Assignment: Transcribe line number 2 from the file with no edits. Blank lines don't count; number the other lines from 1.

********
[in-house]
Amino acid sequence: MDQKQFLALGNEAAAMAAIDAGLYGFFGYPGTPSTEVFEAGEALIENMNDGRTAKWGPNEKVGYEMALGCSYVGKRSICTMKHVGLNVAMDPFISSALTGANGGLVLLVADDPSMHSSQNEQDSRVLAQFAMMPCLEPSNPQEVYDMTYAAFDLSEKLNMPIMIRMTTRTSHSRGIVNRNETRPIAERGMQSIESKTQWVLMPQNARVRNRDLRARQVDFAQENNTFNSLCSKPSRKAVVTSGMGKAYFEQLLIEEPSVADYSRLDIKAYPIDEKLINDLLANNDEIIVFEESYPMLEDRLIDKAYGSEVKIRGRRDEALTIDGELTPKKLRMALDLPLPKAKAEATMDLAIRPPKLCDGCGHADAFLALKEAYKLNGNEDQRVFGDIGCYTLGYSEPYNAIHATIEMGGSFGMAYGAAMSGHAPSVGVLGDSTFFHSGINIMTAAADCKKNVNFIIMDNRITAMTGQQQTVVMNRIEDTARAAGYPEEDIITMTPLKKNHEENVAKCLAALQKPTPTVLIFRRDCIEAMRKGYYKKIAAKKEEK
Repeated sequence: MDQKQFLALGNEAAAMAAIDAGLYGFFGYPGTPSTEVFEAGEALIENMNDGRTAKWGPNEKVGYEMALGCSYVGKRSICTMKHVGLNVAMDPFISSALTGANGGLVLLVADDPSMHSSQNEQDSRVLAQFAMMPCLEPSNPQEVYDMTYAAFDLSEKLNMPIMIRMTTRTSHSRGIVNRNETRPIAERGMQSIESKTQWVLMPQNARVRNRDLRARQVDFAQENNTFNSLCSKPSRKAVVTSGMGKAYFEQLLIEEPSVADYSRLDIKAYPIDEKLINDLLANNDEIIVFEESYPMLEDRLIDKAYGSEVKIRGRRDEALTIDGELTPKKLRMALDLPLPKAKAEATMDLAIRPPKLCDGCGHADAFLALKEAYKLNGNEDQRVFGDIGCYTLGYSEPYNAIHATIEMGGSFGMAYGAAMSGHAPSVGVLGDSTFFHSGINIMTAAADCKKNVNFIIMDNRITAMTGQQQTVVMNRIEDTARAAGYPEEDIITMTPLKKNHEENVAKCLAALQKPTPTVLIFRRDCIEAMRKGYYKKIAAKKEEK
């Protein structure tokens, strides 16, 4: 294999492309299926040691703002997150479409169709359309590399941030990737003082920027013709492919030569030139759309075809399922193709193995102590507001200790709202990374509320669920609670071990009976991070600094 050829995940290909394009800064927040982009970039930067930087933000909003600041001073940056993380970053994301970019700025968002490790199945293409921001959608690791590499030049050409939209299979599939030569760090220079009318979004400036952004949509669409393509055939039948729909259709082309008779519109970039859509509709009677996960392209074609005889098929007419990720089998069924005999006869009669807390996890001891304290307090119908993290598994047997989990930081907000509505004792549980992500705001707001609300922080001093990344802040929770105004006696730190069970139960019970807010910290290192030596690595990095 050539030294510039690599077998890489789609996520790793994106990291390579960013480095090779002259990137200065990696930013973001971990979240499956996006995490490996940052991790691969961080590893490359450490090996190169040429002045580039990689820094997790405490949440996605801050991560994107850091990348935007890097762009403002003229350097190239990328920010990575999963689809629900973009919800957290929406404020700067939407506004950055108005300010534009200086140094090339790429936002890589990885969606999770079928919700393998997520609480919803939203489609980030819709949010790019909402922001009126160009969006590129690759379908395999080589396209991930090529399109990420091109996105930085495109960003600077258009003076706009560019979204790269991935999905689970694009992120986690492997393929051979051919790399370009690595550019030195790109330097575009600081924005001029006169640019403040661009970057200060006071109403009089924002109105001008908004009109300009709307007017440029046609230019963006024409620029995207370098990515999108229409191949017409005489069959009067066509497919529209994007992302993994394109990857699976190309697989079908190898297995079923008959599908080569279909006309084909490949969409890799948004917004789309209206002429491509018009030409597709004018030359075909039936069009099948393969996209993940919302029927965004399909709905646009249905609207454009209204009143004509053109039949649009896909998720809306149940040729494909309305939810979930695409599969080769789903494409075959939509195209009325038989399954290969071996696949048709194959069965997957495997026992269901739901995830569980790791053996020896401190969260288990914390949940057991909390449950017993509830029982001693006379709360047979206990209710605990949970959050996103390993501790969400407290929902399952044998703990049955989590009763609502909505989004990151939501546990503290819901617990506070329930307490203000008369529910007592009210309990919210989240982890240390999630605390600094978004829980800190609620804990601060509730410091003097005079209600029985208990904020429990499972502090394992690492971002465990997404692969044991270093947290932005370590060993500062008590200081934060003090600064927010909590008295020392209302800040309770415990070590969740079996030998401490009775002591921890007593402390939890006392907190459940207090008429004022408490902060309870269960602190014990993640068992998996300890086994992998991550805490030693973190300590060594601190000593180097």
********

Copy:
Amino acid sequence: MDQKQFLALGNEAAAMAAIDAGLYGFFGYPGTPSTEVFEAGEALIENMNDGRTAKWGPNEKVGYEMALGCSYVGKRSICTMKHVGLNVAMDPFISSALTGANGGLVLLVADDPSMHSSQNEQDSRVLAQFAMMPCLEPSNPQEVYDMTYAAFDLSEKLNMPIMIRMTTRTSHSRGIVNRNETRPIAERGMQSIESKTQWVLMPQNARVRNRDLRARQVDFAQENNTFNSLCSKPSRKAVVTSGMGKAYFEQLLIEEPSVADYSRLDIKAYPIDEKLINDLLANNDEIIVFEESYPMLEDRLIDKAYGSEVKIRGRRDEALTIDGELTPKKLRMALDLPLPKAKAEATMDLAIRPPKLCDGCGHADAFLALKEAYKLNGNEDQRVFGDIGCYTLGYSEPYNAIHATIEMGGSFGMAYGAAMSGHAPSVGVLGDSTFFHSGINIMTAAADCKKNVNFIIMDNRITAMTGQQQTVVMNRIEDTARAAGYPEEDIITMTPLKKNHEENVAKCLAALQKPTPTVLIFRRDCIEAMRKGYYKKIAAKKEEK